Panarchy of an indigenous agroecosystem in the globalized market: The quinoa production in the Bolivian Altiplano

Winkel, T; Bommel, P; Chevarría-Ñazo, M; Cortes, G; Del Castillo, C; Gasselin, P; Léger, F; Nina-Laura, JP; Rambal, S; Tichit, M; Tourrand, JF; Cacher, JJ; Vassas-Toral, A; Vieira-Pak, M; Joffre, R

Global Environmental Change. 2016; 39: 195-204.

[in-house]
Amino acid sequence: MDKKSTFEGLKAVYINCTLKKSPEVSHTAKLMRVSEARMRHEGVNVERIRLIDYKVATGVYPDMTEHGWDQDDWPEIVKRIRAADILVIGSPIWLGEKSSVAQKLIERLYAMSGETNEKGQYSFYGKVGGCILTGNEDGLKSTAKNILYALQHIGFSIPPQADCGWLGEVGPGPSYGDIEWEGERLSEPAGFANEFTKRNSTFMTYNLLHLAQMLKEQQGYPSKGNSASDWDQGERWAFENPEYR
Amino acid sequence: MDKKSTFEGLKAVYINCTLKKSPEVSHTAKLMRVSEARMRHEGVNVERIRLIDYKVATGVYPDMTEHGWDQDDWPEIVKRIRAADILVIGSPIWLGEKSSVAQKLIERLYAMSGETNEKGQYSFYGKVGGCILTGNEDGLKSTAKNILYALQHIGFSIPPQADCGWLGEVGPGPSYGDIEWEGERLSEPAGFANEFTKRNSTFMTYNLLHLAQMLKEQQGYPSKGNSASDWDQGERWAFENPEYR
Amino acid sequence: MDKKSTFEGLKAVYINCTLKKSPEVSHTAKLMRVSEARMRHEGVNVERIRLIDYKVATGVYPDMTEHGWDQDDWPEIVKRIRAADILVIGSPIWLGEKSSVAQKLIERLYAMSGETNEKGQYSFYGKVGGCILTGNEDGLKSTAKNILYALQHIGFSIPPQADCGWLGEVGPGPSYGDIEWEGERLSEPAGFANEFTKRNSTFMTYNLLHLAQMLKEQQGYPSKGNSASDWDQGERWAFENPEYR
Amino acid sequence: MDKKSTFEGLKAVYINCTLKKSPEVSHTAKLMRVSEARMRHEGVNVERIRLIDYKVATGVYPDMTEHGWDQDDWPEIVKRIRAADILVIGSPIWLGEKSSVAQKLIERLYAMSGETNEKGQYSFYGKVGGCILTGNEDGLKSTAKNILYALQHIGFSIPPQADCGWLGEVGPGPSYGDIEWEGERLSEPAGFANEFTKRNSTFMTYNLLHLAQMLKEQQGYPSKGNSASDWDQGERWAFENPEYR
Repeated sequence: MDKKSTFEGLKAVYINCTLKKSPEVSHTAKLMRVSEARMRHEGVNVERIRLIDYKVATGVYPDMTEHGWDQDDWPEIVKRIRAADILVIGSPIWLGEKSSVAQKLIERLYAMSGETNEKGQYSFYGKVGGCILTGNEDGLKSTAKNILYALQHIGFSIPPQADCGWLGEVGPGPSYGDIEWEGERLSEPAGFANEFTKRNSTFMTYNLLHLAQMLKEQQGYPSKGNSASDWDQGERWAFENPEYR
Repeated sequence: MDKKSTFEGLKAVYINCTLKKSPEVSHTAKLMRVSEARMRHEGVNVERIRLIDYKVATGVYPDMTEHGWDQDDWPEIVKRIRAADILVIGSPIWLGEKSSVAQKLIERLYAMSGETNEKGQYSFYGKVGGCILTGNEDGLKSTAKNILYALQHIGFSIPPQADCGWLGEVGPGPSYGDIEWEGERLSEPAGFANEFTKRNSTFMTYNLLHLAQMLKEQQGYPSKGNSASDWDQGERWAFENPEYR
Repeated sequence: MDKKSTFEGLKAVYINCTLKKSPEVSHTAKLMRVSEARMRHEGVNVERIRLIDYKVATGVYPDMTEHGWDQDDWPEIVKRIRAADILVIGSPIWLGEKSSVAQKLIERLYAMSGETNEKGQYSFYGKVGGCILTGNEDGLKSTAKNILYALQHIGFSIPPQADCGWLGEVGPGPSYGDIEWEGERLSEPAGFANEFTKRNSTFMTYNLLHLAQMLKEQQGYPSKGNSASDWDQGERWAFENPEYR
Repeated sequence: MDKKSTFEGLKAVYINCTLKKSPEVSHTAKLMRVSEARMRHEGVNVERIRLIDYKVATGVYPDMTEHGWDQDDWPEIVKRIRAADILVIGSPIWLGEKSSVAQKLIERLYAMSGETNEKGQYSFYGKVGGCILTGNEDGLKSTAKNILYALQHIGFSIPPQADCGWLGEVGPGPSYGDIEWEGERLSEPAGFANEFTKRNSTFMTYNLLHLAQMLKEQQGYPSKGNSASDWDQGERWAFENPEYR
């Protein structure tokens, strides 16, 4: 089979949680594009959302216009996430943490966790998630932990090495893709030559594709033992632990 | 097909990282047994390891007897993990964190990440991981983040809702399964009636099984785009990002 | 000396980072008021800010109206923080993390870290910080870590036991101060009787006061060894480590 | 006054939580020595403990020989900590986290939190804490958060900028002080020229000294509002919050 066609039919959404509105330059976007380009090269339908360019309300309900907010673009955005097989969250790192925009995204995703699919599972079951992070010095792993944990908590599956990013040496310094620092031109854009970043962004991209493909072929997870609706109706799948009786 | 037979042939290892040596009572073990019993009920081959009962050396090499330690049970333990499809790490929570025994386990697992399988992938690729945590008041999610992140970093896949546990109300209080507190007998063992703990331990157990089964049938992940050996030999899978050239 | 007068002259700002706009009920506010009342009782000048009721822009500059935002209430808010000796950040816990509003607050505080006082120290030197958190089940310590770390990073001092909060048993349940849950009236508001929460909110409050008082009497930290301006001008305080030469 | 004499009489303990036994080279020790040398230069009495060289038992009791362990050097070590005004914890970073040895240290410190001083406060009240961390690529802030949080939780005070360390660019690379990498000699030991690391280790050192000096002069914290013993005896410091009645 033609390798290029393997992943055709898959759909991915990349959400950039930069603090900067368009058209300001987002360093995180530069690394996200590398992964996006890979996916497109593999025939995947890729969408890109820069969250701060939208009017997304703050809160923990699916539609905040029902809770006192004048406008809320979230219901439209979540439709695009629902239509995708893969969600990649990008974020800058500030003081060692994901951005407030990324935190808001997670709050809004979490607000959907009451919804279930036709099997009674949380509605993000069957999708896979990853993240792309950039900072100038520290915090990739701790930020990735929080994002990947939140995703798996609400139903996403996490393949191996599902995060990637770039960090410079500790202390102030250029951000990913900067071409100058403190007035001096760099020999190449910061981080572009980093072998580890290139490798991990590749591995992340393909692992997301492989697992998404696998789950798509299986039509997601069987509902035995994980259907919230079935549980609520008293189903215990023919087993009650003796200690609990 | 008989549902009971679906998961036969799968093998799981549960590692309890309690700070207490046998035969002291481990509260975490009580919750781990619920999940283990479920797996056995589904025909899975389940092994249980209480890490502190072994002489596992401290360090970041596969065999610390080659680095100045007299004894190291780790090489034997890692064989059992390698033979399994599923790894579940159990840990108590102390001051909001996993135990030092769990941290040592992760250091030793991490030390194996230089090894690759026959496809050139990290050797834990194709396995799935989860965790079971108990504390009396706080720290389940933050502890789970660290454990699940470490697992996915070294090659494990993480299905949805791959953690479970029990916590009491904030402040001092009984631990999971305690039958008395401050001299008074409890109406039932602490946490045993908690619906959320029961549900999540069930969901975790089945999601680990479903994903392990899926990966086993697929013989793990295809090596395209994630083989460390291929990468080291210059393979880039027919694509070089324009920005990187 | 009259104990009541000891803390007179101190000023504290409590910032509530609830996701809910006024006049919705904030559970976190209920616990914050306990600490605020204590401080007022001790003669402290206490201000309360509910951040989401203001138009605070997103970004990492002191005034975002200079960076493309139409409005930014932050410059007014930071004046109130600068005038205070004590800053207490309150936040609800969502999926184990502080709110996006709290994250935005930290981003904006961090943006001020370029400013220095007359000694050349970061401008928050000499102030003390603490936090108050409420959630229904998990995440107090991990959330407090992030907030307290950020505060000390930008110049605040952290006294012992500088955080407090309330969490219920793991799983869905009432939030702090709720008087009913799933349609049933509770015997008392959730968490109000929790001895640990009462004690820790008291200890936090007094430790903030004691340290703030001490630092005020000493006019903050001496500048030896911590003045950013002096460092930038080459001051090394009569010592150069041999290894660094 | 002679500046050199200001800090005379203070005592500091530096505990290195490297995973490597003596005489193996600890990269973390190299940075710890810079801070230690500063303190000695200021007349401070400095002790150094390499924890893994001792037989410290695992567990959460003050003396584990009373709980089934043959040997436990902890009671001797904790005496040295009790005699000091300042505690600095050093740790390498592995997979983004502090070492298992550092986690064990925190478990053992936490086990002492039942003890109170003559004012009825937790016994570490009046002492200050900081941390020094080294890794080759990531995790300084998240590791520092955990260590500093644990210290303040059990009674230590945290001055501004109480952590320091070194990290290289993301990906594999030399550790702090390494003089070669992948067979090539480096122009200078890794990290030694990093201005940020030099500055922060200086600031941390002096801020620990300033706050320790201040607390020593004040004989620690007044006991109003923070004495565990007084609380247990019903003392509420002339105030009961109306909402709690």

Agricultural globalization is blamed for destructive impacts on small farms in developing countries. Yet, many local societies are proactive in the face of these changes and show high adaptive capacity. Investigating their transformations with an integrative perspective and enough hindsight may reveal some of the bases of their resilience and adaptive capacity. Using field data and the panarchy concept of resilience theory, we analyzed the territorial and social dynamics of quinoa growers’ communities in southern Bolivia over the last four decades, a case study of regime shift in a poverty-stricken rural society which deliberately entered the global food market. Linking the dynamics of the household economy to the territorial and social subsystems over several decades, we gained insights into the interactions that shaped the rise of quinoa production in the region. We found that a vivid tradition of mobility allowing for pluriactivity on- and off-farm, combined with community self-governance, explains how local populations succeeded in articulating individual agency with collective control over their commons of land, seed resources, and social rules. Our vulnerability analysis points to landscape homogenization, social inequity, and increased dependence on external factors as potential sources of unsustainability. We conclude that, to cope with the changes of unprecedented magnitude they are facing, local producers should retain social cohesion and autonomous governance, without giving up on their heritage of mobility and economic redundancy. As regards theory, we identified cross-scale subsystem configurations critical for regime shifts, and confirm the value of panarchy in capturing complex socioecological dynamics.

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